Guatemala: protests condemn annulment of Rios Montt trial, while ex-president Portillo extradited to US

In Guatemala City and throughout Latin America today, protests are taking place to condemn the Guatemalan Constitutional Court's decision this week to effectively throw out the trial of Ríos Montt.

On May 10, the former US-backed general was found guilty, and sentenced to 80 years in prison for genocide and crimes against humanity. But just ten days later, the historic trial was overturned when the nation's highest court voted 3-2 to uphold complaints put forth by Rios Montt's attorneys.

While legal proceedings will continue, most agree that the trial has been effectively destroyed. Indigenous people throughout Guatemala, and their supporters, are outraged.

The protests happen on the same day that another disgraced former Guatemalan president, Alfonso Portillo, is being extradited to the United States where he will face trial in a Manhattan court on US money laundering charges, filed against him in 2010.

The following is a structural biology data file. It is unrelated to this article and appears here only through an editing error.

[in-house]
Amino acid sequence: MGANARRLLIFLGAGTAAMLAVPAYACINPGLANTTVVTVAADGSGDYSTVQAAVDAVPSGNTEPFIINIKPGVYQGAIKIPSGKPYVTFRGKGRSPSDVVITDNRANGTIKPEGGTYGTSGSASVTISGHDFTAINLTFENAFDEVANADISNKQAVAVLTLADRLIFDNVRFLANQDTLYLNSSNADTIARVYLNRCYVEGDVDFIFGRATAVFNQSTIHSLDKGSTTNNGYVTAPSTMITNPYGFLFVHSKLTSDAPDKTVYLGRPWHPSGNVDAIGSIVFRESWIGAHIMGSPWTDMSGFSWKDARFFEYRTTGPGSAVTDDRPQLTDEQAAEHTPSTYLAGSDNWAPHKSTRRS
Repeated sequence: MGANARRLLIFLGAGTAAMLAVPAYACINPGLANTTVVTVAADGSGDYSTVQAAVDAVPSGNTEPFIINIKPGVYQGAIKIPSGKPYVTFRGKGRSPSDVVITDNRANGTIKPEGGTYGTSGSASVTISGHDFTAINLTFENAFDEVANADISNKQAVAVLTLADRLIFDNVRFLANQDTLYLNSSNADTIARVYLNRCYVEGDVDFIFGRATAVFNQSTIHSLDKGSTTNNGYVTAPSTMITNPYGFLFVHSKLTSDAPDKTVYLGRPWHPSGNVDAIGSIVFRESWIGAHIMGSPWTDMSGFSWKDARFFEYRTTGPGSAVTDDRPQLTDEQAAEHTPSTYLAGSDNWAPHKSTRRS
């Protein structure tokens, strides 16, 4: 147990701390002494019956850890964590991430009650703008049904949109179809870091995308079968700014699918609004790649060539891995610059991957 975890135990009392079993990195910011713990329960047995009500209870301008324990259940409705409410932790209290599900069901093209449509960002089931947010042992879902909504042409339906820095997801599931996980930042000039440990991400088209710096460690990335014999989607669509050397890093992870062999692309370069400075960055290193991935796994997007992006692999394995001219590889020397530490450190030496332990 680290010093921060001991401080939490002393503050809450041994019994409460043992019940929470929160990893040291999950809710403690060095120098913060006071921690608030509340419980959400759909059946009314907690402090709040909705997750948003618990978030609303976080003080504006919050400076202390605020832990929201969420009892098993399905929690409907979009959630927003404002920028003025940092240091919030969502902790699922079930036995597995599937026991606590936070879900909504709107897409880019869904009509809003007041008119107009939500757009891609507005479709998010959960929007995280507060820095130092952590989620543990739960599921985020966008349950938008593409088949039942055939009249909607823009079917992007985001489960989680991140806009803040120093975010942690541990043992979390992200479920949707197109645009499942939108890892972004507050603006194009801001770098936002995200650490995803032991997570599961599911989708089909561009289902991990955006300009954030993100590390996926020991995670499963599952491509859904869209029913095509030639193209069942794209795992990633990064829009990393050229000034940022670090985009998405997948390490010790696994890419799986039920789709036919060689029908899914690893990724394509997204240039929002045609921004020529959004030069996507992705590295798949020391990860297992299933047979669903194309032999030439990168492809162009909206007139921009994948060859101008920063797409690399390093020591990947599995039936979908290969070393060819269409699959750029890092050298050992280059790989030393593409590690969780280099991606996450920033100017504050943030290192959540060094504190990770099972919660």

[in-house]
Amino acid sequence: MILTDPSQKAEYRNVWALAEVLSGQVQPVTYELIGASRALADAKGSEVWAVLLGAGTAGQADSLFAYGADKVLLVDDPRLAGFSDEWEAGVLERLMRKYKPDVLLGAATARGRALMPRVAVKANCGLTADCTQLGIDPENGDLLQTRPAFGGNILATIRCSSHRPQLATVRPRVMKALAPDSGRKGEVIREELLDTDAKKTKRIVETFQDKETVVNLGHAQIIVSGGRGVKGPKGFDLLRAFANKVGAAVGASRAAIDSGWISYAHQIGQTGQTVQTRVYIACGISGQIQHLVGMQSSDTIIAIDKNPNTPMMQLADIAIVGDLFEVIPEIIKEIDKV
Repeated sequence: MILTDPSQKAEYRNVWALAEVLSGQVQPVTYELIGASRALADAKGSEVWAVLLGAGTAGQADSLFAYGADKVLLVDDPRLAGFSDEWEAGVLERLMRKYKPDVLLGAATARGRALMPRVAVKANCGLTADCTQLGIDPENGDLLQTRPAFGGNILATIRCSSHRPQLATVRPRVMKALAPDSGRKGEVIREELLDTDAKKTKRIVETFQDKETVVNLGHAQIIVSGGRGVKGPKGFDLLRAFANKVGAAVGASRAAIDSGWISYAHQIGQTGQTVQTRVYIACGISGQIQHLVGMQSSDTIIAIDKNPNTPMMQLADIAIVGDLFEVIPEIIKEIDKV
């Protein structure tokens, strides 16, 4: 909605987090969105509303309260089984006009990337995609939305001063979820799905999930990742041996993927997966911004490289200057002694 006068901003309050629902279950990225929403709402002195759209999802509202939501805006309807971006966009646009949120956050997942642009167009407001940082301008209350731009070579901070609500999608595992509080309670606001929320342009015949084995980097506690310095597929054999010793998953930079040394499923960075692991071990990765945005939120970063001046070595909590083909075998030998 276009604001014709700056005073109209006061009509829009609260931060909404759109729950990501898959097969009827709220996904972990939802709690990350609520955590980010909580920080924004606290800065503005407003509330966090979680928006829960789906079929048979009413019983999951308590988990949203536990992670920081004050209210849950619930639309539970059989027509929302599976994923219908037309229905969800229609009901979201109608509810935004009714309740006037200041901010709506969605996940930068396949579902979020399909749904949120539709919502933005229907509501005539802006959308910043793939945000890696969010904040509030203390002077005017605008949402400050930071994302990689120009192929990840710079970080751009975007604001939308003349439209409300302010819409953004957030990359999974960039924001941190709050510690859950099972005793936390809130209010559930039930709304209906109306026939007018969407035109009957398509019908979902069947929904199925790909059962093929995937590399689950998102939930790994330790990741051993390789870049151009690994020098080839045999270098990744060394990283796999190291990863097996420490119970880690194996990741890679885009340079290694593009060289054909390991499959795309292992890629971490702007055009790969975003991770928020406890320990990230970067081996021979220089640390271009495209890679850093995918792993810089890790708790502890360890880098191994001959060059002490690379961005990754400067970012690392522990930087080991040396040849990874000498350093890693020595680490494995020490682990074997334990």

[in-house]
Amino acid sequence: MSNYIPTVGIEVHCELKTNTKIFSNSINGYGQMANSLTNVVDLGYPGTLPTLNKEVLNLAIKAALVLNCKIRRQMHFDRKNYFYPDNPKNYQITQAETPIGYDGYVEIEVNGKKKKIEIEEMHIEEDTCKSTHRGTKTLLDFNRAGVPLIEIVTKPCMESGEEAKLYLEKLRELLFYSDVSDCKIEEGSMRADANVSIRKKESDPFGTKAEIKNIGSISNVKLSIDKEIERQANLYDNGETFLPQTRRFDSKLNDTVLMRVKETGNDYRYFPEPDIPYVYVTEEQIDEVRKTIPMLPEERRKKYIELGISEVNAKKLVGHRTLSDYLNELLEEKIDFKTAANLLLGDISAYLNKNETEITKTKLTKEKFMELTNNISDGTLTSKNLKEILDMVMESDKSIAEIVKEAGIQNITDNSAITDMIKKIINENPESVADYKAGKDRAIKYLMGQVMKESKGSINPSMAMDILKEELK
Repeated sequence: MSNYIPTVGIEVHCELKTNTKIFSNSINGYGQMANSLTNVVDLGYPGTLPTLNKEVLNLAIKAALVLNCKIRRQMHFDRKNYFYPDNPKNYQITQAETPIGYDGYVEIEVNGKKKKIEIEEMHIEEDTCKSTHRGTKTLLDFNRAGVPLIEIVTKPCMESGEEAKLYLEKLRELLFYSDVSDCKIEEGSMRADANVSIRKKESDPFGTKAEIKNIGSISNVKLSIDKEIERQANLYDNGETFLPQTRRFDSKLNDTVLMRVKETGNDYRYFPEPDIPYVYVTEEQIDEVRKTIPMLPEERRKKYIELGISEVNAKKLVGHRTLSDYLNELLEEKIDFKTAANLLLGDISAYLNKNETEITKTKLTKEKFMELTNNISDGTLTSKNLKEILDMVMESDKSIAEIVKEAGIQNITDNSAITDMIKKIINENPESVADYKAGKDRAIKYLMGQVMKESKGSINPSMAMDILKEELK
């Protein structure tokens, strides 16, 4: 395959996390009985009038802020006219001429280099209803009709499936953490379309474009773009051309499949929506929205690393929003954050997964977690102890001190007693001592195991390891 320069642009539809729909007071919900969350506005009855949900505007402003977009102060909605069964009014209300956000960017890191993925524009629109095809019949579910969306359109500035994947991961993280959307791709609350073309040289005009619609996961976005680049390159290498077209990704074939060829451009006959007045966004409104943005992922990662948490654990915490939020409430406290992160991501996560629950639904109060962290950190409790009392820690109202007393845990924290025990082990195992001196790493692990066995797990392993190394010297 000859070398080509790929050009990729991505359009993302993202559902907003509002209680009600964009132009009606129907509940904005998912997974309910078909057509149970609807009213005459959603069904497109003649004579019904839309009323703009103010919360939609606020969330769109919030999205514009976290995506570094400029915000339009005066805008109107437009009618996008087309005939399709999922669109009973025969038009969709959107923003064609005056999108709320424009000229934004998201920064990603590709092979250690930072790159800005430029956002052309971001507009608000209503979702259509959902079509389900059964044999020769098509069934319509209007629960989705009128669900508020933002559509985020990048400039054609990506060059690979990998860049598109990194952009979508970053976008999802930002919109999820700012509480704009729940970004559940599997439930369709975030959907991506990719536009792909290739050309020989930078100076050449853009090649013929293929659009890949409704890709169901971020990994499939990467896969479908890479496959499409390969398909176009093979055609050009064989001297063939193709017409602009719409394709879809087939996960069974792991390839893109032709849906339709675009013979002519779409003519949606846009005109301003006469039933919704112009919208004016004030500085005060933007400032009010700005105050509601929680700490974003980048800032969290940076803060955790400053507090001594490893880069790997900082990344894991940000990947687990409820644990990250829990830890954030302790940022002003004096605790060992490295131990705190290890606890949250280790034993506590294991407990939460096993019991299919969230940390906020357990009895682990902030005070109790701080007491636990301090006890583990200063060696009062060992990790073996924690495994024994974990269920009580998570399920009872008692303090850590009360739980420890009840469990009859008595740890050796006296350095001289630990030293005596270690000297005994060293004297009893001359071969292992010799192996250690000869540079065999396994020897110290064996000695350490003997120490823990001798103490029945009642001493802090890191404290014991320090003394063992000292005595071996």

The former president is accused of using financial institutions in the United States to launder more than $70 million.

Photo: El Periodico. Guatemalan Police escorting Portillo to the airport, where he will be extradited to the US on money laundering charges.

During his 2000-2004 presidency, Portillo represented the FRG party founded by Rios Montt, and was allied with the former general for many years.

In an interview with a Guatemalan radio network today, Portillo described his extradition as "a kidnapping."

For the most part, word of today's protests around the genocide trial has been spreading through social networks: Facebook, the smartphone texting service WhatsApp, Twitter, and more traditional communication networks within indigenous communities. Most people in Guatemala are poor, and because of their poverty, aren't very internet-connected. For them, text messages, phone calls, and word shared in town squares is how news of protests spreads.

From the sound of it, today is shaping up to be a significant day in Guatemala.

A few of the protest "signs" circulating online are below.

More coverage in our Guatemala archives.



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